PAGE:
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Summary

This is the 3rd post in a series on OpenCV. Previously:

This article will discuss finding edges and contours within the image.

Canny Edge Detection

Canny edge detection takes a colour or grayscale input image and returns a black-and-white image showing all the detected edges. Parameters to cv::canny() determine the level of edge detection. Here is an example with 3 different thresholds:

A good starting point for the first threshold is the value returned by cv::threshold() when used with the parameter cv::THRESH_OTSU, as described in the previous post. The second threshold is typically several times larger than the first.

for (double canny_threshold : { 40.0, 90.0, 140.0 } ) { cv::Mat canny_output; cv::Canny(original_image, canny_output, canny_threshold, 3.0 * canny_threshold, 3, true); const std::string name = "Canny Output Threshold " + std::to_string((size_t)canny_threshold); cv::namedWindow(name, cv::WINDOW_AUTOSIZE); cv::imshow(name, canny_output); }

Once edge detection has run, the next step is to find the contours. The input image to cv::findContours() is the binary image from Canny edge detection. The main output is not an image, but a vector of contours, each of which is a vector of points. These points can then be easily drawn to create a new image, or even drawn on top of an existing image. An example will help:

typedef std::vector<cv::Point> Contour; // a single contour is a vector of many points typedef std::vector<Contour> VContours; // many of these are then combined to create a vector of contour points VContours contours; std::vector hierarchy; cv::findContours(canny_output, contours, hierarchy, cv::RETR_EXTERNAL, cv::CHAIN_APPROX_SIMPLE);

If 10 different edges/contours were identified, then contours will contain 10 items. Each of these items is a vector of points. Some contours will be composed of a dozen points, while others may be hundreds or thousands of points.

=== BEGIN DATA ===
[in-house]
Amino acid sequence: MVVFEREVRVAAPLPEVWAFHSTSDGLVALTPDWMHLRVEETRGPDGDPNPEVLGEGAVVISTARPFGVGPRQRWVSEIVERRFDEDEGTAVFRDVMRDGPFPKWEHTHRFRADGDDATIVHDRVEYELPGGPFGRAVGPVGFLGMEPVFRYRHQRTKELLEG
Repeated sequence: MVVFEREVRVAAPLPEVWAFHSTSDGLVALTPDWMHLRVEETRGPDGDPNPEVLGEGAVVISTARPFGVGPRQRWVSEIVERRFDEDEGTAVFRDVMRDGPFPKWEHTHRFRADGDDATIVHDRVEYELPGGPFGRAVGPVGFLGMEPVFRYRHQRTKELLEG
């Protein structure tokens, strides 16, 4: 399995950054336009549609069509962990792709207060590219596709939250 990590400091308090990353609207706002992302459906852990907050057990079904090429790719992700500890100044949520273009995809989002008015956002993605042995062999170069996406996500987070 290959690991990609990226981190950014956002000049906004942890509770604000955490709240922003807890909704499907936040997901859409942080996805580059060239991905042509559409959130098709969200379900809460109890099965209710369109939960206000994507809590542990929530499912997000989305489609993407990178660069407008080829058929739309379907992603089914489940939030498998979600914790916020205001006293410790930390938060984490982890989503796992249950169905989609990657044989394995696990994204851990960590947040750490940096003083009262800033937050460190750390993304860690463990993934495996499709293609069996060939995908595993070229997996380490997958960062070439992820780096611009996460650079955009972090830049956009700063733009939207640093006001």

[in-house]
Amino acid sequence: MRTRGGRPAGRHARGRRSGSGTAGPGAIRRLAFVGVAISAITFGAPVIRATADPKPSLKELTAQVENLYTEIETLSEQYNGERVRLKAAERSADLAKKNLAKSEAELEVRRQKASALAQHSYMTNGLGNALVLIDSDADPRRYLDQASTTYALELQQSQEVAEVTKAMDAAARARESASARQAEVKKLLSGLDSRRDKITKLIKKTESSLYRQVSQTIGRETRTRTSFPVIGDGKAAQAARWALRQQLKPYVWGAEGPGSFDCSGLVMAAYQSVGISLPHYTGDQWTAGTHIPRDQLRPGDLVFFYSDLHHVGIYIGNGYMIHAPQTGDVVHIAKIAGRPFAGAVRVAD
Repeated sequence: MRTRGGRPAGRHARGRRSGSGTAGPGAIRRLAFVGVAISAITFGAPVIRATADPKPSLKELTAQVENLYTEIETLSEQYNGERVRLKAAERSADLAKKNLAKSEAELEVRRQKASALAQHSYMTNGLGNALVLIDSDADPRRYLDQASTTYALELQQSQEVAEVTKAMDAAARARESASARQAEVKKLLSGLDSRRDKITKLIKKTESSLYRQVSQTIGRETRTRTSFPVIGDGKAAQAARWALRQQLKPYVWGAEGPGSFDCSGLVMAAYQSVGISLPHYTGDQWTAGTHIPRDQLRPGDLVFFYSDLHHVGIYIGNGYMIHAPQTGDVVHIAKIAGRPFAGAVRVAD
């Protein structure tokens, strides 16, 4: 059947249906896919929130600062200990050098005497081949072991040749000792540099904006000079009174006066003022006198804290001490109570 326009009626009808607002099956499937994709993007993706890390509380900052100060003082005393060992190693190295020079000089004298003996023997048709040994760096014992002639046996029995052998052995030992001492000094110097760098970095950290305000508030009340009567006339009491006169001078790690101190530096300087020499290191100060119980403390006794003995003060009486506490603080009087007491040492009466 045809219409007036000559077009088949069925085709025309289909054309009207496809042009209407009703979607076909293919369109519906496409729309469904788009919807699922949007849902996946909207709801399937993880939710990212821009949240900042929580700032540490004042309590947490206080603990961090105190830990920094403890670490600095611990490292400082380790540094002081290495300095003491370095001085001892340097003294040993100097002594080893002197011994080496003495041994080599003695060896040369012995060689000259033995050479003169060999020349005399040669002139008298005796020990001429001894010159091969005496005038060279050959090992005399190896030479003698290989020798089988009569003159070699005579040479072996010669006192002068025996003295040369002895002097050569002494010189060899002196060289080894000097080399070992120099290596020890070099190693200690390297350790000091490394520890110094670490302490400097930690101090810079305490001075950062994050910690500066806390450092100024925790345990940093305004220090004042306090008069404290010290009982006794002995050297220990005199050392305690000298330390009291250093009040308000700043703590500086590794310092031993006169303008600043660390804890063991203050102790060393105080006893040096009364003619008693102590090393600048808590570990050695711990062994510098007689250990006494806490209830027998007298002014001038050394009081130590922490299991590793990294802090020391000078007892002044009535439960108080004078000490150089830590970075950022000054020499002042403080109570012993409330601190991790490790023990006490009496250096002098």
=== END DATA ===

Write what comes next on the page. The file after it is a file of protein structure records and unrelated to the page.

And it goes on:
Many things can be done with contours. You could calculate the area of each individual contour:

for (auto & c : contours) { std::cout << "contour area: " << cv::contourArea(c) << std::endl; }

But possibly more interesting, is to draw the contours on top of the original image so we can visually examine exactly what was detected. One of the parameters to cv::polylines() is a vector of points, each representing the ends of the line to draw. Conveniently, each contour is exactly that -- a vector of points. So starting with the original colour image, we can create a clone (just because I didn't want to make changes to the original image) and draw each contour:

const cv::Scalar green(0, 255, 0); cv::Mat output = original_image.clone(); for (auto & c : contours) { cv::polylines(output, c, true, green, 1, cv::LINE_AA); } cv::namedWindow("Contours Drawn Over Image", cv::WINDOW_AUTOSIZE); cv::imshow("Contours Drawn Over Image", output);

This should give results that look similar to this:

False positives can be reduced or eliminated using several different methods:

See the attached source code which uses a combination of Gaussian blur, erosion, and dilation to generate the following boundaries:

Last modified: 2018-10-14
Stéphane Charette, stephanecharette@gmail.com
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